Referring now also to FIG. 4, it can be seen that the guide structures 102 and 104 are respectively defined by angular vertical panels including respective transverse panel sections 106 and 108 disposed at right angles to the sidewalls 16 and 18 and being joined to rearwardly and inwardly extending panel sections 110 and 112 that are here shown as terminating adjacent forward ends of the inner sidewalls 20 and 22. An inward end of the transverse panel section 106 joins the panel section 110 to form a corner which lies along an imaginary surface of an upward projection of the drum 100. However, in order that the panel section 112 will clear the area occupied by the v-belt pulley 90, the transverse panel section 108 is made longer than the panel section 106. It will be appreciated then that the panel section 112 also serves to keep crop away from the pulley 94. It is here noted that improved crop flow has been achieved by angling the panel sections 110 and 112 such that they intersect the transverse walls or bulkheads 16 and 18 at respective locations thereof at least as far inwardly as the cutting path traced by the knives of the cutting discs 52 and 56, respectively of the right- and left-hand end cutting units 42 and 44. The transverse panel sections 106 and 108 have respective lower edges which extend horizontally above and in close to the tops of forward portions of the drums 98 and 100. In the case of the embodiment of the panel shown in FIG. 4, the lower edges of the rearwardly and inwardly extending panel sections 110 and 112 continue at the same height as the transverse sections 106 and 108 and are respectively joined to horizontal walls 113 and 114 which prevent crop material from collecting in the zone above the drums 98 and 100. However, with reference to FIG. 5, there is shown a guide structure 104' which is a variation of the guide structure 104 and differs therefrom in that a rearwardly and inwardly extending panel section 112' thereof has a lower edge which is stepped downwardly, as at edge 116, at the periphery of the drum 100 and then continues at a level approximately that of the bottom of the drum to the point where the panel section 112' meets the transverse wall 18. In this case a horizontal wall 114', disposed above the drum 100 at the same level as the previously described horizontal wall 114, abuts the panel section 112'. The panel section 112' is thus adapted for stripping crop from the drum 100 so as to keep it from being carried about by the drum 100 and recut. The lower edge of the panel section 112' also serves to strip crop tending to be carried forward by the discs rotating beneath the panel section.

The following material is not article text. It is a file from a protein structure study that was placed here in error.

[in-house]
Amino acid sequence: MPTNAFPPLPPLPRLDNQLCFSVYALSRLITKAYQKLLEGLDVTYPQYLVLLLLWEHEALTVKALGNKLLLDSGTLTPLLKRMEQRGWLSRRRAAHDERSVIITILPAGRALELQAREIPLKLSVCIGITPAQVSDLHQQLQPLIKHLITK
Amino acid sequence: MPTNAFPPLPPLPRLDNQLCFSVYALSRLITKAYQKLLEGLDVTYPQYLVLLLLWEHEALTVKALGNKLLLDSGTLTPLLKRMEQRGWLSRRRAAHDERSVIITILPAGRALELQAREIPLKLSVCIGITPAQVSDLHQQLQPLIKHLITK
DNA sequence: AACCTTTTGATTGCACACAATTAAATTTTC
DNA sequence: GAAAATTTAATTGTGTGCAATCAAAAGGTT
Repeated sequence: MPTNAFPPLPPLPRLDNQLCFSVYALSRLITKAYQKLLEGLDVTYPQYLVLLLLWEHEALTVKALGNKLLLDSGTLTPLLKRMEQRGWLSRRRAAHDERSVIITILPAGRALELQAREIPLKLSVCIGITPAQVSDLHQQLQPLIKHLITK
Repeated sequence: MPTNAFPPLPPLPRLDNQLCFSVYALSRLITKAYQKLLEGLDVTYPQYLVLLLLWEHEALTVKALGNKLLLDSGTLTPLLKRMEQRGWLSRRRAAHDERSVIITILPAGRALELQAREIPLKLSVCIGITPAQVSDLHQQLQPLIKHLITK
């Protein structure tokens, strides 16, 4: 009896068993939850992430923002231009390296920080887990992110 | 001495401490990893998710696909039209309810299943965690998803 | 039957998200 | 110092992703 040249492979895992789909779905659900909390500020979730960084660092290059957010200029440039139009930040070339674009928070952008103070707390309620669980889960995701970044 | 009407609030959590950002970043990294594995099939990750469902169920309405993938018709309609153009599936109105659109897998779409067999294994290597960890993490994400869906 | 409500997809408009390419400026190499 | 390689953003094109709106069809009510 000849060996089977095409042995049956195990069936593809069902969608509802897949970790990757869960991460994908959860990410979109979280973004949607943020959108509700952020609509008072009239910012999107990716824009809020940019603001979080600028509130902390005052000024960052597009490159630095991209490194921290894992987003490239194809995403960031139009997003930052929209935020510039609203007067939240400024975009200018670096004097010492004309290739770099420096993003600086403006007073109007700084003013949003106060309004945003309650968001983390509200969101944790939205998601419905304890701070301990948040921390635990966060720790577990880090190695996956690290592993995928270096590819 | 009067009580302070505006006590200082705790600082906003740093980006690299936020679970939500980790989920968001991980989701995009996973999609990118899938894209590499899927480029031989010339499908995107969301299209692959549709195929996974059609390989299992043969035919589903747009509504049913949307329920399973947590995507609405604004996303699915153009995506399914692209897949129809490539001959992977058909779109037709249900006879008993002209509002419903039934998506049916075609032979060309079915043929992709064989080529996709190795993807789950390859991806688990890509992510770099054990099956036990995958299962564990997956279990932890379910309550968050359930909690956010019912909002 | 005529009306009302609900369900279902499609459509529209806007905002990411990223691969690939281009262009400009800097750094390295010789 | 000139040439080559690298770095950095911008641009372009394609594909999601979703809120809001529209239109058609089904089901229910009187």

In order to further aid in the flow of crop from the right- and left-hand end discs 52 and 56, the air inlet holes 37 and 38 are positioned for permitting air to be drawn in at locations respectively rearwardly of the inner ends of the discs 52 and 56. This drawn in air allows the discs 52 and 56 to create an air flow which assists the movement of cut crop inwardly towards the crop conditioner.